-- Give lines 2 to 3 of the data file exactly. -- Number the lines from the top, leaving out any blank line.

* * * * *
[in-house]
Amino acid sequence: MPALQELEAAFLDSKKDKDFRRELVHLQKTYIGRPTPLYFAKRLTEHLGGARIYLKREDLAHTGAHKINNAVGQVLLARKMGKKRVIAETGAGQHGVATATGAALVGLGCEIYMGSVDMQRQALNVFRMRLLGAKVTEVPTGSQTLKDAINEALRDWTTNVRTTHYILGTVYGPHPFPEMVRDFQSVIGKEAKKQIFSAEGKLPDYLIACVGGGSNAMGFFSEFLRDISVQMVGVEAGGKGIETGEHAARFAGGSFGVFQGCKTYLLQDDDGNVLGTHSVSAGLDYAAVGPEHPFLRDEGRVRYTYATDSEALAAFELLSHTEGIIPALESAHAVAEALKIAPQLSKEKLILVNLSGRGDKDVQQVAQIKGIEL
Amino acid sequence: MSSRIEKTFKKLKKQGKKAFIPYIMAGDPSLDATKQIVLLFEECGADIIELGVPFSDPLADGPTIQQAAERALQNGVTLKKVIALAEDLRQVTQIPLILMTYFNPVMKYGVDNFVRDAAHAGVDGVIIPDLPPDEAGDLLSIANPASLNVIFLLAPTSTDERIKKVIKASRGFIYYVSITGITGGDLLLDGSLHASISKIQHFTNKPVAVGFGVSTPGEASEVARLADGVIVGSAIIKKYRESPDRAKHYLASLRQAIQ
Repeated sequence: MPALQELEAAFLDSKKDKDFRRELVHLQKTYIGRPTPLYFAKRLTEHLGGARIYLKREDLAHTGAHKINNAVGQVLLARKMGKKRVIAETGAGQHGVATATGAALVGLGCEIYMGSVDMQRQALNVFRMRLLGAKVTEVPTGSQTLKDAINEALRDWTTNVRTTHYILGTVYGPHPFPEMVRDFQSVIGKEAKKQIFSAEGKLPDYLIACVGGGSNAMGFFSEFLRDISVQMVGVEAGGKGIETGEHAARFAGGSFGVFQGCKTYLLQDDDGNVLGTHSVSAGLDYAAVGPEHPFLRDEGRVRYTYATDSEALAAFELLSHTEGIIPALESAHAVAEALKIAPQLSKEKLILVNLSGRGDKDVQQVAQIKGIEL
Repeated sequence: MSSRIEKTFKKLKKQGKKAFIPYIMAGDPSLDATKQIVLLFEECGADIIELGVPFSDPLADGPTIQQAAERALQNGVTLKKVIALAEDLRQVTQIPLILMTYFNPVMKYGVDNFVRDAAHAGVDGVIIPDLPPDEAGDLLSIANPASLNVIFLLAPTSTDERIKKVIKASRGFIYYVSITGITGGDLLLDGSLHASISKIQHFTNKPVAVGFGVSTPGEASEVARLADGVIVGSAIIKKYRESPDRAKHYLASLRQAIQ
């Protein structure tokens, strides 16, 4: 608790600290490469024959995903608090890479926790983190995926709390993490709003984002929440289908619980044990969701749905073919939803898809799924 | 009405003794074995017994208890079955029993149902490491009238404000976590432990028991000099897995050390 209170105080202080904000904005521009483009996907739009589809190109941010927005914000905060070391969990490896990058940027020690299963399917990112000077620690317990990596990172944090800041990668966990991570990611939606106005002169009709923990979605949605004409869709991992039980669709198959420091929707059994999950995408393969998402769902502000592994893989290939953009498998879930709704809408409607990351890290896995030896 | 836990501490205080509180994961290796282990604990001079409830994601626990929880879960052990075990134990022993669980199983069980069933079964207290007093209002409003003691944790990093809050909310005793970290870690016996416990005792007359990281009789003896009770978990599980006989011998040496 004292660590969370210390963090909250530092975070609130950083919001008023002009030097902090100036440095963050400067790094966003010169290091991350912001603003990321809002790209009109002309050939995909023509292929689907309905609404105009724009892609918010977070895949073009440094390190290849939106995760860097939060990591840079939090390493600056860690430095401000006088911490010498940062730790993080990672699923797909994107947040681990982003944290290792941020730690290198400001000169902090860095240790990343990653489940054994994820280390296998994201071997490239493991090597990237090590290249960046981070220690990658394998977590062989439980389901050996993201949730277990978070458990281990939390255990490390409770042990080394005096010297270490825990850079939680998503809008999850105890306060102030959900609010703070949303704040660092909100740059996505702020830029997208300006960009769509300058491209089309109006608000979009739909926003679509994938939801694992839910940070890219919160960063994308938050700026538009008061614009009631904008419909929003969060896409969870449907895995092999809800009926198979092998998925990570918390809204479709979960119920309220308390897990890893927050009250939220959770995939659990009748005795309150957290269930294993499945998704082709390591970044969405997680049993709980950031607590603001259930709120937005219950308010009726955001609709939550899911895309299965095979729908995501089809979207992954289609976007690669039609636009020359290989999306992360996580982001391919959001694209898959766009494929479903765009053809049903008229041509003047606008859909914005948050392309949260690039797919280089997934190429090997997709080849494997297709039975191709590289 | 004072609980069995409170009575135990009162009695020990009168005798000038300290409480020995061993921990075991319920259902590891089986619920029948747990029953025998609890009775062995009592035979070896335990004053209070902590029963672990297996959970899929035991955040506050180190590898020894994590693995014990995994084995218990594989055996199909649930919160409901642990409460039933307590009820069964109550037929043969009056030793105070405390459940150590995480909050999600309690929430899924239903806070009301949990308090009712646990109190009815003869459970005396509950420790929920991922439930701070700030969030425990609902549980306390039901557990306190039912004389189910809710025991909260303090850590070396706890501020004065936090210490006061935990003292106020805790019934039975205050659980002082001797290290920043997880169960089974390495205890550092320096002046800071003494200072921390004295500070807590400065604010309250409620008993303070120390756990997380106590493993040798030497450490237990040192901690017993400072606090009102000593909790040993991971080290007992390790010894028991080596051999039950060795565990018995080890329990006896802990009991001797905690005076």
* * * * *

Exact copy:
Amino acid sequence: MPALQELEAAFLDSKKDKDFRRELVHLQKTYIGRPTPLYFAKRLTEHLGGARIYLKREDLAHTGAHKINNAVGQVLLARKMGKKRVIAETGAGQHGVATATGAALVGLGCEIYMGSVDMQRQALNVFRMRLLGAKVTEVPTGSQTLKDAINEALRDWTTNVRTTHYILGTVYGPHPFPEMVRDFQSVIGKEAKKQIFSAEGKLPDYLIACVGGGSNAMGFFSEFLRDISVQMVGVEAGGKGIETGEHAARFAGGSFGVFQGCKTYLLQDDDGNVLGTHSVSAGLDYAAVGPEHPFLRDEGRVRYTYATDSEALAAFELLSHTEGIIPALESAHAVAEALKIAPQLSKEKLILVNLSGRGDKDVQQVAQIKGIEL
Amino acid sequence: MSSRIEKTFKKLKKQGKKAFIPYIMAGDPSLDATKQIVLLFEECGADIIELGVPFSDPLADGPTIQQAAERALQNGVTLKKVIALAEDLRQVTQIPLILMTYFNPVMKYGVDNFVRDAAHAGVDGVIIPDLPPDEAGDLLSIANPASLNVIFLLAPTSTDERIKKVIKASRGFIYYVSITGITGGDLLLDGSLHASISKIQHFTNKPVAVGFGVSTPGEASEVARLADGVIVGSAIIKKYRESPDRAKHYLASLRQAIQ